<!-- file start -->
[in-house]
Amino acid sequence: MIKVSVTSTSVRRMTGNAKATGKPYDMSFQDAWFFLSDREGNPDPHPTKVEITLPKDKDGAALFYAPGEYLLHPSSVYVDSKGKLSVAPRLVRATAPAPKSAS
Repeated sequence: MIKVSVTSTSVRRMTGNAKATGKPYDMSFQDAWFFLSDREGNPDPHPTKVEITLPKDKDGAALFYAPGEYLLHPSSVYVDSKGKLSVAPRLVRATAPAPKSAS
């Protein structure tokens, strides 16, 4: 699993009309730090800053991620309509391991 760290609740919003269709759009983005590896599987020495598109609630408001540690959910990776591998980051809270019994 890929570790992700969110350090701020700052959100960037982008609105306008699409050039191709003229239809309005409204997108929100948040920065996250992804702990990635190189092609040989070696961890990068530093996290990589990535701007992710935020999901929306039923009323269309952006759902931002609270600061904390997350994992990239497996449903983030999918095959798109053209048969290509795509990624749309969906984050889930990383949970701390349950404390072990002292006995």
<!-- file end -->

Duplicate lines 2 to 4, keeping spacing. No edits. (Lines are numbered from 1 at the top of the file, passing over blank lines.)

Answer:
Amino acid sequence: MIKVSVTSTSVRRMTGNAKATGKPYDMSFQDAWFFLSDREGNPDPHPTKVEITLPKDKDGAALFYAPGEYLLHPSSVYVDSKGKLSVAPRLVRATAPAPKSAS
Repeated sequence: MIKVSVTSTSVRRMTGNAKATGKPYDMSFQDAWFFLSDREGNPDPHPTKVEITLPKDKDGAALFYAPGEYLLHPSSVYVDSKGKLSVAPRLVRATAPAPKSAS
């Protein structure tokens, strides 16, 4: 699993009309730090800053991620309509391991 760290609740919003269709759009983005590896599987020495598109609630408001540690959910990776591998980051809270019994 890929570790992700969110350090701020700052959100960037982008609105306008699409050039191709003229239809309005409204997108929100948040920065996250992804702990990635190189092609040989070696961890990068530093996290990589990535701007992710935020999901929306039923009323269309952006759902931002609270600061904390997350994992990239497996449903983030999918095959798109053209048969290509795509990624749309969906984050889930990383949970701390349950404390072990002292006995």